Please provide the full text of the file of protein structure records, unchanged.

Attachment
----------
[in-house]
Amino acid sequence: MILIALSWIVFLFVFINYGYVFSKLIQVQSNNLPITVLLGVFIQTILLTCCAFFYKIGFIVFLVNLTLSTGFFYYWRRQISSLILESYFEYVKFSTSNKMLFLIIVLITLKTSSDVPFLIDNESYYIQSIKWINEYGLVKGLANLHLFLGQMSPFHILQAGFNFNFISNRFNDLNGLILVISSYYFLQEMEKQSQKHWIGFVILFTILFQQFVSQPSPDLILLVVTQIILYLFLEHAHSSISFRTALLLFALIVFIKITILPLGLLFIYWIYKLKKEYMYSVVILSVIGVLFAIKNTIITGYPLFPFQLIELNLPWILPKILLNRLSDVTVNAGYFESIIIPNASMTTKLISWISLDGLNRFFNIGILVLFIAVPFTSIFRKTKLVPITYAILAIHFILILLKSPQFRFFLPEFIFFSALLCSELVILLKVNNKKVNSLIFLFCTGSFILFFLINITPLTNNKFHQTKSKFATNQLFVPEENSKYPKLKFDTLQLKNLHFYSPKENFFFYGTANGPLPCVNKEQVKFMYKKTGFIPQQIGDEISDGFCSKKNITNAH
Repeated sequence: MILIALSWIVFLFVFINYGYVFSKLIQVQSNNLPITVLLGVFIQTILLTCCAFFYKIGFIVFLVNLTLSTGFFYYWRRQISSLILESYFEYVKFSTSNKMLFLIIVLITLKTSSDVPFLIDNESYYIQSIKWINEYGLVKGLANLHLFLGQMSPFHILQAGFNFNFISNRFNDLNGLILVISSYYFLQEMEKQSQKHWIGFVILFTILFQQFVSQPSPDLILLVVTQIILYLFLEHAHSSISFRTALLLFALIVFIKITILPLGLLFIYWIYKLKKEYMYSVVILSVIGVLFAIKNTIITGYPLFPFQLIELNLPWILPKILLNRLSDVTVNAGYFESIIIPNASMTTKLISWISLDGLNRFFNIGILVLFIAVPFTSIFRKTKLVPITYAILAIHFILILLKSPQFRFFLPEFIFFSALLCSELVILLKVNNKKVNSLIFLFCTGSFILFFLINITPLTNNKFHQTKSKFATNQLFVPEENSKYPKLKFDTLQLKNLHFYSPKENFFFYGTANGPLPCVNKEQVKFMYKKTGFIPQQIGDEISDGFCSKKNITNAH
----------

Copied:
[in-house]
Amino acid sequence: MILIALSWIVFLFVFINYGYVFSKLIQVQSNNLPITVLLGVFIQTILLTCCAFFYKIGFIVFLVNLTLSTGFFYYWRRQISSLILESYFEYVKFSTSNKMLFLIIVLITLKTSSDVPFLIDNESYYIQSIKWINEYGLVKGLANLHLFLGQMSPFHILQAGFNFNFISNRFNDLNGLILVISSYYFLQEMEKQSQKHWIGFVILFTILFQQFVSQPSPDLILLVVTQIILYLFLEHAHSSISFRTALLLFALIVFIKITILPLGLLFIYWIYKLKKEYMYSVVILSVIGVLFAIKNTIITGYPLFPFQLIELNLPWILPKILLNRLSDVTVNAGYFESIIIPNASMTTKLISWISLDGLNRFFNIGILVLFIAVPFTSIFRKTKLVPITYAILAIHFILILLKSPQFRFFLPEFIFFSALLCSELVILLKVNNKKVNSLIFLFCTGSFILFFLINITPLTNNKFHQTKSKFATNQLFVPEENSKYPKLKFDTLQLKNLHFYSPKENFFFYGTANGPLPCVNKEQVKFMYKKTGFIPQQIGDEISDGFCSKKNITNAH
Repeated sequence: MILIALSWIVFLFVFINYGYVFSKLIQVQSNNLPITVLLGVFIQTILLTCCAFFYKIGFIVFLVNLTLSTGFFYYWRRQISSLILESYFEYVKFSTSNKMLFLIIVLITLKTSSDVPFLIDNESYYIQSIKWINEYGLVKGLANLHLFLGQMSPFHILQAGFNFNFISNRFNDLNGLILVISSYYFLQEMEKQSQKHWIGFVILFTILFQQFVSQPSPDLILLVVTQIILYLFLEHAHSSISFRTALLLFALIVFIKITILPLGLLFIYWIYKLKKEYMYSVVILSVIGVLFAIKNTIITGYPLFPFQLIELNLPWILPKILLNRLSDVTVNAGYFESIIIPNASMTTKLISWISLDGLNRFFNIGILVLFIAVPFTSIFRKTKLVPITYAILAIHFILILLKSPQFRFFLPEFIFFSALLCSELVILLKVNNKKVNSLIFLFCTGSFILFFLINITPLTNNKFHQTKSKFATNQLFVPEENSKYPKLKFDTLQLKNLHFYSPKENFFFYGTANGPLPCVNKEQVKFMYKKTGFIPQQIGDEISDGFCSKKNITNAH